Date of Award
Doctor of Education (EdD)
Dr. Ben M. Harris
Dr. Velma Menchaca
Dr. Ralph Carlson
The study employs both quantitative and qualitative data to extend the work of Rosenholtz (1991) with public elementary schools and the work of Hickey (1994) with public secondary schools in trying to assess the extent to which four pre-defined socio-organizational factors predict teacher collaboration in public schools. The four socio-organizational factors include: teacher certainty about a technical culture and their instructional capability; shared instructional goals; teacher involvement in decision making about instructional matters; and teacher involvement in team teaching. The study also investigates the hypothesis that the academic departments in public secondary schools provide structures that more nearly approach the structure of entire elementary schools than do entire secondary schools and, thus, comprise units more likely to yield results similar to those found among elementary schools.
In order to explore these areas, the study addresses the following questions: (1) What is the relationship between teacher collaboration in the study's schools and the pre-defined socio-organizational conditions? (2) What is the relationship between teacher collaboration in the core academic departments within the study's high schools and the pre-defined socio-organizational conditions? (3) Compared to each other, to what extent are the study's high schools collaborative? (4) To what extent is a specified core academic department within a high school collaborative compared to the other core academic departments within the school?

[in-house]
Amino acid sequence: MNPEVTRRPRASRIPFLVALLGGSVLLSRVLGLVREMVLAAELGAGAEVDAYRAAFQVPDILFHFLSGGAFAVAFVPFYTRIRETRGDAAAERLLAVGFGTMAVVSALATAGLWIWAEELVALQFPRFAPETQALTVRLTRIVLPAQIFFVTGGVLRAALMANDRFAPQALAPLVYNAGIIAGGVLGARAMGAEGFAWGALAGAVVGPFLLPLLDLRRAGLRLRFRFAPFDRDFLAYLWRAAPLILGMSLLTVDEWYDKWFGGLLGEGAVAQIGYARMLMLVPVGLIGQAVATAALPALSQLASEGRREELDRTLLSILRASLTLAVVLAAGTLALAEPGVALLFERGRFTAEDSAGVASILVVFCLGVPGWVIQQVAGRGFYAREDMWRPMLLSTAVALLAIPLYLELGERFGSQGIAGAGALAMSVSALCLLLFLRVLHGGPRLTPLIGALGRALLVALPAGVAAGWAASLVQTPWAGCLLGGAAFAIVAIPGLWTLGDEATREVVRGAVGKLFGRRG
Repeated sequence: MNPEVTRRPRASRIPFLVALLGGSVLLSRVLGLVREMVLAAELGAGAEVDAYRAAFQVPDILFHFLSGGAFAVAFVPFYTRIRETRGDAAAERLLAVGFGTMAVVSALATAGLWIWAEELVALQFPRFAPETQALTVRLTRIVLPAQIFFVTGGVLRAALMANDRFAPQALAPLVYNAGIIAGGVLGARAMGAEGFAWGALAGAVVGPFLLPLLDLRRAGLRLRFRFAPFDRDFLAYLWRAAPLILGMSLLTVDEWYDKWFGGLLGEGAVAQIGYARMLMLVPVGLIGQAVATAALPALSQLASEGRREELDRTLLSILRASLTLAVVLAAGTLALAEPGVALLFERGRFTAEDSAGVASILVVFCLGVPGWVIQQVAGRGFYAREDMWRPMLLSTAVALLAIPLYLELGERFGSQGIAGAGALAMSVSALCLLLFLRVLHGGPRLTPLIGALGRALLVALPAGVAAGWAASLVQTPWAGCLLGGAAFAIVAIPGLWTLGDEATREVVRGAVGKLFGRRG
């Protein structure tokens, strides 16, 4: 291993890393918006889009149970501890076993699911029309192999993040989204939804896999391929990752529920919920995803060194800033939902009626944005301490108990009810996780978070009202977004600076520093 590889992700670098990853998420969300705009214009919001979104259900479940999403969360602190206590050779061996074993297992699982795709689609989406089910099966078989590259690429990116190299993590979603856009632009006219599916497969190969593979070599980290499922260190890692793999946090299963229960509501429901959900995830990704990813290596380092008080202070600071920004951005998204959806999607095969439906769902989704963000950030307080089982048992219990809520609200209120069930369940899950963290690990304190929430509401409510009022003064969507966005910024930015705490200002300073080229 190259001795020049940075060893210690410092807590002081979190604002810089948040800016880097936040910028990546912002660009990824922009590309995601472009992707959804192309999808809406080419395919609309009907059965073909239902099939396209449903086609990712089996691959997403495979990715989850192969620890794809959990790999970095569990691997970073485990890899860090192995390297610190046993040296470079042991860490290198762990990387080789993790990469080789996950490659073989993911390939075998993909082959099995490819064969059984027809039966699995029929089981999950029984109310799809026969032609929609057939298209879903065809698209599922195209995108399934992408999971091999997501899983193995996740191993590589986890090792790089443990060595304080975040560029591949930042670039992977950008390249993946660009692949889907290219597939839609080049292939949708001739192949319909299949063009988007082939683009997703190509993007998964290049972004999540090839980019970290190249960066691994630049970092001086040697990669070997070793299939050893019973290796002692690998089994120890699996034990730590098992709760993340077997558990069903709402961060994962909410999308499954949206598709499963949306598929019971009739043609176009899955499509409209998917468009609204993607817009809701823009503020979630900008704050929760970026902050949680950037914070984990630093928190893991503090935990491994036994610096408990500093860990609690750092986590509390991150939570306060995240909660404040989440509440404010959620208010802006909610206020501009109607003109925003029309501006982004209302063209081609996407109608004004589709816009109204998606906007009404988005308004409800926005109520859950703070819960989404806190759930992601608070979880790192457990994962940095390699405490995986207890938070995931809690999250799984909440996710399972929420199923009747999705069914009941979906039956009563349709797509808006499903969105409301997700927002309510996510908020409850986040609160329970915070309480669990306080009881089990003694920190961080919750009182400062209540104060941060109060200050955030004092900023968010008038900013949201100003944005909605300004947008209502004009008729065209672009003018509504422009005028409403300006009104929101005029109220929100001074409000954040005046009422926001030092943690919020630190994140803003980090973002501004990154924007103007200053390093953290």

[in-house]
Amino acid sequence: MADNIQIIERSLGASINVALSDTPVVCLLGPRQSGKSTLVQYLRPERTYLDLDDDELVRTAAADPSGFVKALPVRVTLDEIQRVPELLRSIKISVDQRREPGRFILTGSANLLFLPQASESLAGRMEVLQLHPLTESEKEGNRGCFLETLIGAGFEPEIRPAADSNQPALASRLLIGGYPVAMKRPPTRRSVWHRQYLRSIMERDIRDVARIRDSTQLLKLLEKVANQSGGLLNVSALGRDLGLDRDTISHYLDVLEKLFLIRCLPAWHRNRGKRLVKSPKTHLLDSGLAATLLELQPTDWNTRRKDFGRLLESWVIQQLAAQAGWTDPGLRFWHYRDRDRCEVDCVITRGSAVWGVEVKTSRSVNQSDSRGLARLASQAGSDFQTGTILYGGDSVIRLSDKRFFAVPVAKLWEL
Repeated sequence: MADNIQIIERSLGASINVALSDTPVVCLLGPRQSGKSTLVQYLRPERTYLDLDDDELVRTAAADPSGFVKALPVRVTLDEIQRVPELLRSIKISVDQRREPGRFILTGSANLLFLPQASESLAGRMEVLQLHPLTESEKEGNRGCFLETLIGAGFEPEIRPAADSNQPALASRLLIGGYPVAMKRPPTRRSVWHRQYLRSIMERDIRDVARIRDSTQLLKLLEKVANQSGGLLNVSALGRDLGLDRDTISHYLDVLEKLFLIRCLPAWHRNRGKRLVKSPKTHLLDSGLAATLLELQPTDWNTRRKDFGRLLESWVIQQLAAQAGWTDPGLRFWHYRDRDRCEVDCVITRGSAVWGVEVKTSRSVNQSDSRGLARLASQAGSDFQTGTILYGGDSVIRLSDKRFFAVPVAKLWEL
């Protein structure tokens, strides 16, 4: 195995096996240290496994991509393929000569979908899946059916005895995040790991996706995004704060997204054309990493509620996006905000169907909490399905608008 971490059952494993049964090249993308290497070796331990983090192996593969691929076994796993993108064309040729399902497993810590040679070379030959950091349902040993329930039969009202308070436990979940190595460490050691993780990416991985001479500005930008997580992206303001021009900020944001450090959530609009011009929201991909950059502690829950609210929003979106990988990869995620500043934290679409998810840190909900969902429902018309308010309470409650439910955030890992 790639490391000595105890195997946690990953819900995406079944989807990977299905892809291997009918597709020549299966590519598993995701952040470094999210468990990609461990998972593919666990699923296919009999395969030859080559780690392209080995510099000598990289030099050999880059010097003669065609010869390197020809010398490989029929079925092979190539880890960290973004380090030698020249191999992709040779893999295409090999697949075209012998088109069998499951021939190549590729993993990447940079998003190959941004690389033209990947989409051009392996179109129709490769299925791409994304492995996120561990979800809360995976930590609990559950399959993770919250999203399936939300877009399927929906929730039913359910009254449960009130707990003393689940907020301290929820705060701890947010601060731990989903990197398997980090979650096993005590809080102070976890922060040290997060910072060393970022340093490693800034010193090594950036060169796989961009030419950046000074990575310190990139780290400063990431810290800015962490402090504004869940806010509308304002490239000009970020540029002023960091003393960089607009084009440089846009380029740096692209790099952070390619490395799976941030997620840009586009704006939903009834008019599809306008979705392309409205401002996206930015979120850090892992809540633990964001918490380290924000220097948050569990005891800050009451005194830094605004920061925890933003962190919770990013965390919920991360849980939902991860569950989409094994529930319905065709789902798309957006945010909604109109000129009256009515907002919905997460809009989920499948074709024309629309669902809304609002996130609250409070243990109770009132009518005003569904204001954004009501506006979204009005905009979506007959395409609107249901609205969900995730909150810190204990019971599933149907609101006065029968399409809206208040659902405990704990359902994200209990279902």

After an initial process used to identify schools that knowledgeable personnel in the region deemed likely collaborative or isolated, the researcher administered a Teacher Opinion Questionnaire to determine the relative extent of collaboration in the study's schools and among the four core academic departments within each of the study's schools. To enrich the data, members from one core academic department at the most nearly collaborative and one at the most nearly isolated school responded to interview questions.
Neither the selected secondary schools nor their core academic departments demonstrated significant variation in the extent of relative collaboration and isolation. However, the four socio-organizational factors did co-vary with teacher collaboration to a significant extent, explaining more than one quarter of the teacher collaboration in the study's schools.
Although the study's quantitative data fail to provide any evidence that high school core academic departments provide units of analysis more likely to yield results similar to those from elementary schools, the qualitative data strongly indicate that high school teachers depend to a much greater extent for instructional support on their departments than on their schools as whole units.
University of Texas-Pan American